Poor use of social media today is what bad email etiquette was in the mid 1990s. Most overdone marketing seen in Philadelphia social media is not spam: that’s a strong word. However, “spamming” is such an important part of our interactive media lexicon that there’s simply no better term to describe bad, very bad etiquette, when
of sharing to people’s social streams. Did Pharma companies email medical prospects with links to fantastic editorial messages, but with zero added commentary that showed their expertise? At one time when the Internet was novel, maybe. But people quickly learned too much mass produced sharing, with no added value in the form of personal commentary, simply cluttered email inbox’s and amounted to crass publicity. The noise level of a daily email inbox was unbearable, and anything looking like a curated hey-look-at-what-I-found from a company was quickly deleted as cheap marketing-speak.
Today the lack of curation and spammy sharing methods some are using to indiscriminately broadcast their company’s message—even indirectly, in a seemingly more subtle manner– threatens to tune people out from Social media.
Mitigating the threat of social media marketing spam:
- Google Plus Circles: Show me the Filter, or why Philadelphia didn’t produce ten Ben Franklins : The media is having one hell of a time feeding frenzy bashing Google Plus. But they miss features that are totally lacking on Facebook, Twitter, and Linkedin. As people’s social circles and follower counts grow, the ability to filter who gets a larger megaphone to your stream is critical. With circles, the self promoters that you want to tune into only occasionally can be segmented from those that send small numbers of messages, each with very high quality. Imagine if everyone claiming to have proof of the exhistance of electricity had equal access to the public? How would people learn about the importance of Franklin’s discovery? Fortunately, in the 18th century we had a filter called editors. They act as filters and gatekeepers. Today technology can take their place if implemented properly.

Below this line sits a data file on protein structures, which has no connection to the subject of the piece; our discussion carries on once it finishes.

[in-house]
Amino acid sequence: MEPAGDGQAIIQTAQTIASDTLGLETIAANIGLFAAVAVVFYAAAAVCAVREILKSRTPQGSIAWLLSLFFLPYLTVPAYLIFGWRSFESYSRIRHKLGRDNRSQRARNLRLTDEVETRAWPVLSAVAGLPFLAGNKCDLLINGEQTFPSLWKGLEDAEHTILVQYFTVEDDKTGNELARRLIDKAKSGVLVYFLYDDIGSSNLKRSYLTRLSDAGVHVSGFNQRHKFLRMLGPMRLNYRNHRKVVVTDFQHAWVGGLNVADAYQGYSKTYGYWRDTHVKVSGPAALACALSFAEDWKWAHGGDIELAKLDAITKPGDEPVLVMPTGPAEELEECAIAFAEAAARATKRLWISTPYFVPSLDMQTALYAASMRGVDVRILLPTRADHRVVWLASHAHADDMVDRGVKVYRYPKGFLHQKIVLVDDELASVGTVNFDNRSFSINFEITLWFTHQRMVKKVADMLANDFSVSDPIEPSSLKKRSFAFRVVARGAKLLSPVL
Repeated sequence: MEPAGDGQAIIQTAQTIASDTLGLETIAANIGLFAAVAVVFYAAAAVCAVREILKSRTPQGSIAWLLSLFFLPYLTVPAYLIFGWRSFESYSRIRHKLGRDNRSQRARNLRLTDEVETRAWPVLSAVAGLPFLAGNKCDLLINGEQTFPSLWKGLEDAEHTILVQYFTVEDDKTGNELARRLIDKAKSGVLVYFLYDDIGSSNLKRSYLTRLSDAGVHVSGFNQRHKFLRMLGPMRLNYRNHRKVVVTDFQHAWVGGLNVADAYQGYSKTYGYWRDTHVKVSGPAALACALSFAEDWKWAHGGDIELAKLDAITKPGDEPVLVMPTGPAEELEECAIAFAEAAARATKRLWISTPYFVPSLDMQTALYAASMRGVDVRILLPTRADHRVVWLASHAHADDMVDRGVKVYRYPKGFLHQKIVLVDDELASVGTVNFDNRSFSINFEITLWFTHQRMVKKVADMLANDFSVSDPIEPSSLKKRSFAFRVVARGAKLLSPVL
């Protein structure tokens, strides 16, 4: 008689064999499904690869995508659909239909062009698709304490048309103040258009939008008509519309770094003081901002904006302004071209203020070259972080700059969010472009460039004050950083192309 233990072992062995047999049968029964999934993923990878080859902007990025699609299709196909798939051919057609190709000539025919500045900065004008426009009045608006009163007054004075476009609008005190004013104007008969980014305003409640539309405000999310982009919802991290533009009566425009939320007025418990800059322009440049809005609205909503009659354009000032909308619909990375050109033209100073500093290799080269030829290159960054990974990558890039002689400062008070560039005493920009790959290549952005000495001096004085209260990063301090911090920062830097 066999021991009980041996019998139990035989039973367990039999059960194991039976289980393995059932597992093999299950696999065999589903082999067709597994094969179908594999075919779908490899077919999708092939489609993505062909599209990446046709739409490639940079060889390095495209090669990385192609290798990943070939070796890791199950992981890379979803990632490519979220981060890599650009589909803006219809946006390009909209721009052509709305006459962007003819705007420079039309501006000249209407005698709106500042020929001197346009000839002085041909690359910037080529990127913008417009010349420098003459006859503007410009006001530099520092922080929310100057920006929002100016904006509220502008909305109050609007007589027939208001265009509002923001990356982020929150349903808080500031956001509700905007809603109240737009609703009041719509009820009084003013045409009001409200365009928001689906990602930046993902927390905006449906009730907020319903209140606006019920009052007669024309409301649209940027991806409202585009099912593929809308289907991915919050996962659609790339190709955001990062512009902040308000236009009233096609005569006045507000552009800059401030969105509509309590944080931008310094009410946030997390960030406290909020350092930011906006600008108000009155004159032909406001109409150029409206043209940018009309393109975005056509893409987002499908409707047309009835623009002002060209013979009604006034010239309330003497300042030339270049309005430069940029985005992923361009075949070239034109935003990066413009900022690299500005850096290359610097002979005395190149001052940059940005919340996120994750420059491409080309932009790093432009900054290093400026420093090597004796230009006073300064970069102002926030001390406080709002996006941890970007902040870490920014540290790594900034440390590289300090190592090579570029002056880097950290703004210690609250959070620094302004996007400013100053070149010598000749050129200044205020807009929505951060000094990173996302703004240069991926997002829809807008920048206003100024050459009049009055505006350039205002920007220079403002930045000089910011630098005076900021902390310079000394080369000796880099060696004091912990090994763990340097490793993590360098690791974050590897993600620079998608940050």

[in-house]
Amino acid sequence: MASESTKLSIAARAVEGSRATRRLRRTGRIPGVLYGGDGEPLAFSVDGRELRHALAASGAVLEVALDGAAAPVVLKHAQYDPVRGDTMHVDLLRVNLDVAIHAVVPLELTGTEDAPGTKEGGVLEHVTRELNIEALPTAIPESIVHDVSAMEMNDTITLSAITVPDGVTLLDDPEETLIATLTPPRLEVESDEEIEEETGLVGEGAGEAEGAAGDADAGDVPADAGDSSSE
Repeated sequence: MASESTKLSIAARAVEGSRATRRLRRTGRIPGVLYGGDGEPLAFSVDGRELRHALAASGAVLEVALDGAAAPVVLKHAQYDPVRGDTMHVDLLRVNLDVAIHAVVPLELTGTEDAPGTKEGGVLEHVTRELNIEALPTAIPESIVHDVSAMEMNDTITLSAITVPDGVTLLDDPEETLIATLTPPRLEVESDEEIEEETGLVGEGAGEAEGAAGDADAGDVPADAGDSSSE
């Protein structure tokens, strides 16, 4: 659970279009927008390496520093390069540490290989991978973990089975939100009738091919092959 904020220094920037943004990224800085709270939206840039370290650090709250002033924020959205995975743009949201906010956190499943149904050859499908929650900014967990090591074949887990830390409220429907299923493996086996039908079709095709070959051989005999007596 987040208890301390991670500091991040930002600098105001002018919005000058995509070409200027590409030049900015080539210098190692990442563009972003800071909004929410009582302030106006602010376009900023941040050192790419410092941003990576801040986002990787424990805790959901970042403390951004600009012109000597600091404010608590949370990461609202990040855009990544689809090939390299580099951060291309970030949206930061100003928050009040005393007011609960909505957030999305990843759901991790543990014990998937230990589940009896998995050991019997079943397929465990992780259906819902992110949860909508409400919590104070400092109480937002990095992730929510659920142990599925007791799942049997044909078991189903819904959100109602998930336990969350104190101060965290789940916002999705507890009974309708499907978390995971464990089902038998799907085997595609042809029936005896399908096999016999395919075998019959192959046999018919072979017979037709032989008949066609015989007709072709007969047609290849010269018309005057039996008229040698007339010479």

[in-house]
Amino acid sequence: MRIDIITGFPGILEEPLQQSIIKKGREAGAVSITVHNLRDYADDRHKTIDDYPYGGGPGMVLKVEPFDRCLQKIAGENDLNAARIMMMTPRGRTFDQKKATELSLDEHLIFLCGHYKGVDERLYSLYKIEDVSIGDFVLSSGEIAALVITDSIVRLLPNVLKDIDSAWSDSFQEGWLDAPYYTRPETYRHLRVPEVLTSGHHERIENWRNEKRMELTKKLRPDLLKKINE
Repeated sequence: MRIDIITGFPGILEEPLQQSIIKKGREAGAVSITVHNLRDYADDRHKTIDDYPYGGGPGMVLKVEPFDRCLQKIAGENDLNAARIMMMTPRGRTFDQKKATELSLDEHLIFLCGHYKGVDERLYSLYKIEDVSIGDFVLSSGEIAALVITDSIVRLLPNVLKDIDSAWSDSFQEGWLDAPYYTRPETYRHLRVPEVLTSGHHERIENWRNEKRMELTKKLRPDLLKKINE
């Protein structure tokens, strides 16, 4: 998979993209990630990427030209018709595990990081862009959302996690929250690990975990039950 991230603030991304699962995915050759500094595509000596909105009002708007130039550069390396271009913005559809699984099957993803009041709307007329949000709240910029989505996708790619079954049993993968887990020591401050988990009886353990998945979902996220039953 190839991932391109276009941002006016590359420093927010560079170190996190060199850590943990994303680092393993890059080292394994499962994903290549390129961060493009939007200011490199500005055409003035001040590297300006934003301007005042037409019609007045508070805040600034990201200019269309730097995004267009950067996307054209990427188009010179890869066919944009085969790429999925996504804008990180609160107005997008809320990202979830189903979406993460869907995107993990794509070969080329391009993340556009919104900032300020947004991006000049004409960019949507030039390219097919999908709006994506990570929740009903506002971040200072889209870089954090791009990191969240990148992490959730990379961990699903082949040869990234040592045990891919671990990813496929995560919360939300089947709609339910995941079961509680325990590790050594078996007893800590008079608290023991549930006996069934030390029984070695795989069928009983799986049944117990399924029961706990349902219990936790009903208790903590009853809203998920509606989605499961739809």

- Twitters suite against spam software companies: Without seeing reliable research, we can’t be certain, but it’s a fact that most of the most blatant abuse of automation, to send messages indiscriminately, came from users of out of the box software. Those software companies are either gone or will be gone now.
Here is my publicly shared circle of people in Philly on Google Plus. This includes both companies and individuals. You be the judge, and please give feedback, as to who is adding value to their contributions.
Listed seperately, these are Twitter accounts for communication companies in Philadelphia that offer social media services, surely they know how to do their own messaging in a thoughtful manner. Right?